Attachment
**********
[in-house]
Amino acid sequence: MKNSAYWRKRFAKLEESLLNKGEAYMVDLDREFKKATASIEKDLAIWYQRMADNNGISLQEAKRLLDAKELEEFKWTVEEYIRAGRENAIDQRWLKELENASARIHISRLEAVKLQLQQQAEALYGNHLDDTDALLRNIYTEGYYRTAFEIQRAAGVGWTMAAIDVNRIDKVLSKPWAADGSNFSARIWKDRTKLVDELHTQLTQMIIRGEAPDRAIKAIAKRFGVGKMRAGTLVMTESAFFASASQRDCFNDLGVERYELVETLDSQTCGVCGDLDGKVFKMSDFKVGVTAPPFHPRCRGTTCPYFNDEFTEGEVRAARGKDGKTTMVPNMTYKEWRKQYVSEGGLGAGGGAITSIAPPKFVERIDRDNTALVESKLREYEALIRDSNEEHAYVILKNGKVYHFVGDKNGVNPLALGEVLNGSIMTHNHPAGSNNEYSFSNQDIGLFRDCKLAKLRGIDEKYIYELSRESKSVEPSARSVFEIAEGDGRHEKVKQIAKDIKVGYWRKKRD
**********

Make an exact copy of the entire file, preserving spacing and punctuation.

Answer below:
[in-house]
Amino acid sequence: MKNSAYWRKRFAKLEESLLNKGEAYMVDLDREFKKATASIEKDLAIWYQRMADNNGISLQEAKRLLDAKELEEFKWTVEEYIRAGRENAIDQRWLKELENASARIHISRLEAVKLQLQQQAEALYGNHLDDTDALLRNIYTEGYYRTAFEIQRAAGVGWTMAAIDVNRIDKVLSKPWAADGSNFSARIWKDRTKLVDELHTQLTQMIIRGEAPDRAIKAIAKRFGVGKMRAGTLVMTESAFFASASQRDCFNDLGVERYELVETLDSQTCGVCGDLDGKVFKMSDFKVGVTAPPFHPRCRGTTCPYFNDEFTEGEVRAARGKDGKTTMVPNMTYKEWRKQYVSEGGLGAGGGAITSIAPPKFVERIDRDNTALVESKLREYEALIRDSNEEHAYVILKNGKVYHFVGDKNGVNPLALGEVLNGSIMTHNHPAGSNNEYSFSNQDIGLFRDCKLAKLRGIDEKYIYELSRESKSVEPSARSVFEIAEGDGRHEKVKQIAKDIKVGYWRKKRD